FOURTH SECTION

CASE OF ALVER v. ESTONIA

(Application no. 64812/01)

JUDGMENT

STRASBOURG

8 November 2005

FINAL

08/02/2006

This judgment will become final in the circumstances set out in Article 44 § 2 of the Convention. It may be subject to editorial revision.

 

In the case of Alver v. Estonia,

The European Court of Human Rights (Fourth Section), sitting as a Chamber composed of:

Sir Nicolas Bratza, President
 Mr J. Casadevall
 Mr G. Bonello
 Mr R. Maruste
 Mr S. Pavlovschi
 Mr L. Garlicki, 
 Mr J. Borrego Borrego, judges,

and Mr M. O’Boyle, Section Registrar,

Having deliberated in private on 11 October 2005,

Delivers the following judgment, which was adopted on that date:

PROCEDURE

1.  The case originated in an application (no. 64812/01) against the Republic of Estonia lodged with the Court under Article 34 of the Convention for the Protection of Human Rights and Fundamental Freedoms (“the Convention”) by an Estonian national, Mr Rein Alver (“the applicant”), on 5 June 2000.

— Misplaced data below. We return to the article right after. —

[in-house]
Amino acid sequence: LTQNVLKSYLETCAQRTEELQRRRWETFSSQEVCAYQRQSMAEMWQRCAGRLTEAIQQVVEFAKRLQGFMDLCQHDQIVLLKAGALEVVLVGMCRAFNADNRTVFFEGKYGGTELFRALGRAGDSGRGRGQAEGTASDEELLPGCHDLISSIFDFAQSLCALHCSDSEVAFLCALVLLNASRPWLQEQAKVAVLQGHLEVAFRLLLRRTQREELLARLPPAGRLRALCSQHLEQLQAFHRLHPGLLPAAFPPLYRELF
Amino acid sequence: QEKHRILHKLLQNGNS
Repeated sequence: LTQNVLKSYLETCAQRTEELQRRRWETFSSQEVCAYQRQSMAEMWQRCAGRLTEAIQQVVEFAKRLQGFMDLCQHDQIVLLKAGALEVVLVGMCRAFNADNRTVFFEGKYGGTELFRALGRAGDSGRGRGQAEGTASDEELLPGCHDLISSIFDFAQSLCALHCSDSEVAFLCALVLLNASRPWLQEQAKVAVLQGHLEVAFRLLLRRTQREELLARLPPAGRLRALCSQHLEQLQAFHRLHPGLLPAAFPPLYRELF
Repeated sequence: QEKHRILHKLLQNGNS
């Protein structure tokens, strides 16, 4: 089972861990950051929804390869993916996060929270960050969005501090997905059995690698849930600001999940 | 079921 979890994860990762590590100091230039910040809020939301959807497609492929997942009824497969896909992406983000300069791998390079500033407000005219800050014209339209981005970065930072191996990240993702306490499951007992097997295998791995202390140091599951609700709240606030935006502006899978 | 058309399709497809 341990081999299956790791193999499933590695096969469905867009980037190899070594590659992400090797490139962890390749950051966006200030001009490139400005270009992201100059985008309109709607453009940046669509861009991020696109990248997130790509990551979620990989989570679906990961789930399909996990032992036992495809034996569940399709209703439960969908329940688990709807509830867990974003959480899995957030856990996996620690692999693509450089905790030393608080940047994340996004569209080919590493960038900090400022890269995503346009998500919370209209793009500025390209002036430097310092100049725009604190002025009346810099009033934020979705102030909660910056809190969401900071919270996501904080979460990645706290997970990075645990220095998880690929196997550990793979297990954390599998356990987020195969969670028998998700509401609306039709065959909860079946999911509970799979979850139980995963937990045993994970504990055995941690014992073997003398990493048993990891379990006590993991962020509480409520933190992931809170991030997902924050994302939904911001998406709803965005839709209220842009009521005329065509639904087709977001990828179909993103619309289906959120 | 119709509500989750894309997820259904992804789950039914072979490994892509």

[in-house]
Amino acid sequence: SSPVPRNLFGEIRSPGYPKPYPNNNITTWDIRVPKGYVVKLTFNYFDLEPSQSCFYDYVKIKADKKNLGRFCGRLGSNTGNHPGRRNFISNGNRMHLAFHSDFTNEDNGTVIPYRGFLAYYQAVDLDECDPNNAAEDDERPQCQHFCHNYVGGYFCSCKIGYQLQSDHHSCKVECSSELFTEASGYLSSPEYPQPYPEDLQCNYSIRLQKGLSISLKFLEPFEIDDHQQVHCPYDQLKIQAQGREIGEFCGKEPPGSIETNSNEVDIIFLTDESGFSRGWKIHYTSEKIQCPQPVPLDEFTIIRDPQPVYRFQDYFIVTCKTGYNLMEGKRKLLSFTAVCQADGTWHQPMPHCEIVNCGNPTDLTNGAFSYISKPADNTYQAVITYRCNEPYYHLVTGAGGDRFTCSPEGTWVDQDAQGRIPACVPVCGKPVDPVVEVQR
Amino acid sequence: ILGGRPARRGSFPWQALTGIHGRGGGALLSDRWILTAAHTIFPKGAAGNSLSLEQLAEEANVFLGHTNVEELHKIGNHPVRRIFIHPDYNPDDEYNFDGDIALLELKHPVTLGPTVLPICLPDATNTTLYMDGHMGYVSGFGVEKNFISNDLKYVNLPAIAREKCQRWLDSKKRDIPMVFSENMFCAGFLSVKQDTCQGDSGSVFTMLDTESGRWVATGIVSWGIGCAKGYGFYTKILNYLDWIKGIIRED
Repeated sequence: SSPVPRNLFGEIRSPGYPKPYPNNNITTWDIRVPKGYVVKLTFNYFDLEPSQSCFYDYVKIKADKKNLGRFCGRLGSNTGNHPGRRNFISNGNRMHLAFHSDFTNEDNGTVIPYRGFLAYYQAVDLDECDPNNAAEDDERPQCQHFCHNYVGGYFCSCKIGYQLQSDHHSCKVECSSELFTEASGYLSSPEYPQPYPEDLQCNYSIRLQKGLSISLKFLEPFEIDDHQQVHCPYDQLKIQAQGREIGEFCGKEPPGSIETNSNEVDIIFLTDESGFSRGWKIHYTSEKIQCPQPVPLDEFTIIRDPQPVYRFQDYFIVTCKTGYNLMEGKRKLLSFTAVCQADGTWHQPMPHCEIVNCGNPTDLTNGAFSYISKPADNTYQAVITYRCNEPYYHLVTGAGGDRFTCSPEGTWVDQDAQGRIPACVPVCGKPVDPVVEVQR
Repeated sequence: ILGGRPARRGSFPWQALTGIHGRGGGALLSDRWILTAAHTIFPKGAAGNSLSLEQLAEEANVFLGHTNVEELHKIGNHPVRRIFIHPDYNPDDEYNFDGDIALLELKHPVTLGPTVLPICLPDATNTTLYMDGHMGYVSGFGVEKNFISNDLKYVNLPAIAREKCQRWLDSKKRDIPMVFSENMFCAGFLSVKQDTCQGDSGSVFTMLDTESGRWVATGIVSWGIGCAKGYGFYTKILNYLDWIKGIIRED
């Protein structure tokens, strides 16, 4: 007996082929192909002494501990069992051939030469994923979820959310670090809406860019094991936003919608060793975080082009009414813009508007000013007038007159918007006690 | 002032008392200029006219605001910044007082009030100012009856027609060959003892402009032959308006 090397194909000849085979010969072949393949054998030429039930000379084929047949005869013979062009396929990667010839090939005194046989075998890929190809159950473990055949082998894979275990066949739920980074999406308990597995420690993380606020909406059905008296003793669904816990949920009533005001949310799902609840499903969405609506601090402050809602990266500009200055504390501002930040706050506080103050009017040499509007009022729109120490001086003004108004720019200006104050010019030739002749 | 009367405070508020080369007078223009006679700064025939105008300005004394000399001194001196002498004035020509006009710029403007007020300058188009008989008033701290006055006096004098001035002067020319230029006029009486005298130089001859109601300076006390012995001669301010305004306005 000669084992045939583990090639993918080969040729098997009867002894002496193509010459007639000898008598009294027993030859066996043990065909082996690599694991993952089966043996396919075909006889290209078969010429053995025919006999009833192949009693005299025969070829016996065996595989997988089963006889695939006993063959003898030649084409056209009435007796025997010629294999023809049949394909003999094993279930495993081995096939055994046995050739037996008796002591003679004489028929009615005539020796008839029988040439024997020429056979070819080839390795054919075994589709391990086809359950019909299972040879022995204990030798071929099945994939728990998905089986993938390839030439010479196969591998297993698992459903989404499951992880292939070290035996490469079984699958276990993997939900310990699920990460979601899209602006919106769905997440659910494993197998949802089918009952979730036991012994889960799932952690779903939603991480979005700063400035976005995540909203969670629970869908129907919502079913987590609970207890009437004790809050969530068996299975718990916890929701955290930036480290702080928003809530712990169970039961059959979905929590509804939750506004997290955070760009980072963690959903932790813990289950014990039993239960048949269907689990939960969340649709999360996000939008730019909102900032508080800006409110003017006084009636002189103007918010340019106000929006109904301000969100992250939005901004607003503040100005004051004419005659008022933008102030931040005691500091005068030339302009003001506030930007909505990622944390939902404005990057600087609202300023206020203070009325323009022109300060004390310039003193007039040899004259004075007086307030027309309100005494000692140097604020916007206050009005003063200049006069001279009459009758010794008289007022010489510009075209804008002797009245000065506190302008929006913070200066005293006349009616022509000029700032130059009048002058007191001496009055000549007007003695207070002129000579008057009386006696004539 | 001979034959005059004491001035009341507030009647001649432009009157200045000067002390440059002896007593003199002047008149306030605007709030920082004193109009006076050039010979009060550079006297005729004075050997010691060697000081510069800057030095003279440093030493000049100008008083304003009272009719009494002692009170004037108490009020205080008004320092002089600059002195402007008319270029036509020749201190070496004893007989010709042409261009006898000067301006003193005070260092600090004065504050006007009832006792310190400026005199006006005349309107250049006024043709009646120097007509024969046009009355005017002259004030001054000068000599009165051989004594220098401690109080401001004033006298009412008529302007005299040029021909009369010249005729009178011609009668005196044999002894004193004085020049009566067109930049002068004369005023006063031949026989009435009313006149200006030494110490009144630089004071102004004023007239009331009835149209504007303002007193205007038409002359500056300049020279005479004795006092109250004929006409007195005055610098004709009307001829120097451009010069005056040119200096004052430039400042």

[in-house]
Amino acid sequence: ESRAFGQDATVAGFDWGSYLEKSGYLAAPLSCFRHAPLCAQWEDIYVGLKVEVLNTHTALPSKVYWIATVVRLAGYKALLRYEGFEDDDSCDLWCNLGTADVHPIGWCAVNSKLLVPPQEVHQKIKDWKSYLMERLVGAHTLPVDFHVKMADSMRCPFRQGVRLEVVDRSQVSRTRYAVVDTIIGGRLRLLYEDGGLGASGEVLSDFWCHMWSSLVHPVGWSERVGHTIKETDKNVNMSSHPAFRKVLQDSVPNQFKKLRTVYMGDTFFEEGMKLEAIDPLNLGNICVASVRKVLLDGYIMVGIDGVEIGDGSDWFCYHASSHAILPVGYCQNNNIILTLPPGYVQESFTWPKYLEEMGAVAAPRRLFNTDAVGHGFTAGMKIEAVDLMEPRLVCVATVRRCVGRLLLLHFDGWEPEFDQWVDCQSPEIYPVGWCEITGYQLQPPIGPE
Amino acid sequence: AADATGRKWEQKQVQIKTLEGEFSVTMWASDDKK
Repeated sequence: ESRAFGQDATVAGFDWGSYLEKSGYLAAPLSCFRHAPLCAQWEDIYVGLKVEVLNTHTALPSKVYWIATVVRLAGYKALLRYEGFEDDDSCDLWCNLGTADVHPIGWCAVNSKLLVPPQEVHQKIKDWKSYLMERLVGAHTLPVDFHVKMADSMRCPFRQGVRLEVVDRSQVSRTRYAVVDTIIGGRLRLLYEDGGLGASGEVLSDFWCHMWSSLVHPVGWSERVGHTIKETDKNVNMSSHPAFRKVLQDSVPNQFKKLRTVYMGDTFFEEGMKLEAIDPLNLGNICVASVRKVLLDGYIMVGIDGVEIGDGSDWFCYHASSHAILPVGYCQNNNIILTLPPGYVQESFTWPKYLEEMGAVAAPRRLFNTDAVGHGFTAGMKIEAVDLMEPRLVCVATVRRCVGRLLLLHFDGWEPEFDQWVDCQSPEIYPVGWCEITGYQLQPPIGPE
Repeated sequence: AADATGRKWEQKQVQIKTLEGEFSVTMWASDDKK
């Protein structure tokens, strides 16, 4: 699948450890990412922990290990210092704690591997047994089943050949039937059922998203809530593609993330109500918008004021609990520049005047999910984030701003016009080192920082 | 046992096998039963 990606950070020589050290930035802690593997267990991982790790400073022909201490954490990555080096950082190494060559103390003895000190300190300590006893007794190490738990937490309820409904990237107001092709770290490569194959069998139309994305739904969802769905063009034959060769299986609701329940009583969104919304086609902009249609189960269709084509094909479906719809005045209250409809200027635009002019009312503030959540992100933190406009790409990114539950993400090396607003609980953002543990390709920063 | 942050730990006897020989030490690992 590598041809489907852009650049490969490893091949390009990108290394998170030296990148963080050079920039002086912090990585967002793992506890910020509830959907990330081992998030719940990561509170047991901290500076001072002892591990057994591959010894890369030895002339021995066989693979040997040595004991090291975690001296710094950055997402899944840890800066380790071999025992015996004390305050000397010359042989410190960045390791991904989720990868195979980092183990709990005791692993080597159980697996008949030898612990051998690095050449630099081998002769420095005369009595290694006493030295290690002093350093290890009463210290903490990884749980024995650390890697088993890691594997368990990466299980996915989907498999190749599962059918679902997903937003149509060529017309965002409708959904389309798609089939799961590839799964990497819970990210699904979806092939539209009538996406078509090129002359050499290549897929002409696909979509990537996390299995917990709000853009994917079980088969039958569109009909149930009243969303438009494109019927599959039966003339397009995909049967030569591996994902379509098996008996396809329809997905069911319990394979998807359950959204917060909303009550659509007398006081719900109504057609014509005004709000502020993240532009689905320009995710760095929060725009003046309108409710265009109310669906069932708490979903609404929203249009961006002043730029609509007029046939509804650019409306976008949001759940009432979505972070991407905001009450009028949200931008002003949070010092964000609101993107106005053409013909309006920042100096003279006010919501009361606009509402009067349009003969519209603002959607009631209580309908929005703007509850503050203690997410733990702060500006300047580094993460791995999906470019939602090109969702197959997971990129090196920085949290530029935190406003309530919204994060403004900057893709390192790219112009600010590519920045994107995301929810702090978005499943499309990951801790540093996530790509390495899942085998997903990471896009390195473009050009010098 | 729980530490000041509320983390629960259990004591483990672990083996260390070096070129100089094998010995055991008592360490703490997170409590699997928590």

2.  The applicant was represented before the Court by Mr I. Kütt, a lawyer practicing in Jõgeva. The Estonian Government (“the Government”) were represented by their Agent, Ms M. Hion, Director of the Human Rights Division of the Legal Department of the Ministry of Foreign Affairs, and Mr E. Harremoes, Special Adviser to the Mission of the Republic of Estonia to the Council of Europe.

3.  The applicant alleged that the poor conditions of his detention on remand amounted to treatment contrary to Article 3 of the Convention.

4.  The application was allocated to the Fourth Section of the Court (Rule 52 § 1 of the Rules of Court). Within that Section, the Chamber that would consider the case (Article 27 § 1 of the Convention) was constituted as provided in Rule 26 § 1.

5.  By a decision of 9 March 2004 the Court declared the application partly admissible.

6.  On 1 November 2004 the Court changed the composition of its Sections (Rule 25 § 1), and this case was allocated to the newly composed Fourth Section of the Court.